Since it will require an all new design to support RGB lasers, I suspect Sony will go with a white laser source as a more modest, and less costly, update to the VW1000 design. As for offering a laser light source with a 1080p model, perhaps that will be coming with a replacement for the VW95 and the lower priced successor to the HW50 will stay with a lamp.

Space2001 - any clues if that's too far off the mark from what you have heard we might expect to see at CEDIA in Sept. or CES in January?

Would it not be more efficient to just use different phosphor plates to produce the R and G beams from a blue one, rather than mix it all into white only to split it out again?? But that doesn't "plug into" existing designs which use white light sources - so that's the modest update you refer to, right?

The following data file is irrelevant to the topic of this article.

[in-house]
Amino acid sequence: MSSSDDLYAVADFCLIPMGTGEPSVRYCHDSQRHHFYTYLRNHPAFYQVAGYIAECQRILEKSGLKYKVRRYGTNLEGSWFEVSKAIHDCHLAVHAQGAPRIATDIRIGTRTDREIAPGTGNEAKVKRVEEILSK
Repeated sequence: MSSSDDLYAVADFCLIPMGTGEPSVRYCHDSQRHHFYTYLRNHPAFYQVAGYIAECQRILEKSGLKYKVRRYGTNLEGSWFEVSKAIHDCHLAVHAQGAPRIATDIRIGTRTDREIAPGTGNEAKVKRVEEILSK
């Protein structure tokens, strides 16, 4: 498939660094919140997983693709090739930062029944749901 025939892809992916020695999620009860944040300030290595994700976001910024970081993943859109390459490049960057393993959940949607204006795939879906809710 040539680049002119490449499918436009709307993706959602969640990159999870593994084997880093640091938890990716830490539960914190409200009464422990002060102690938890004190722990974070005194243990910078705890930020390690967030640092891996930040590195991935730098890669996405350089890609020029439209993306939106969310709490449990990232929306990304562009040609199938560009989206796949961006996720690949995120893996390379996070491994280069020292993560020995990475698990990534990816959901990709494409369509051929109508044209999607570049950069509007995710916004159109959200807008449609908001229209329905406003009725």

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post #630 of 691 Old 05-18-2013, 09:35 PM
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Using different colored phosphors would eliminate the need to split a white diachromatically but you would still need polarizers in the colored beam light path if the chips are LCD or reflective LCD. Second while the laser itself has long life, the phosphors are consumables and the various phosphor colors are at rather fixed color points and those points are not extremely saturated points. So you might have to filter the light coming off the phosphors to get wide chromaticity points and filtering eats up light. Remember our CRT front projectors and the narrow color space of those days. green had to be filtered, Red needed to be filtered but couldn't be made correct without eating up too much light. And the blue phosphor was so limited in light out put no filtering was possible. The best solution is to have the laser or lasers generate the chromaticity points needed for the widest color space.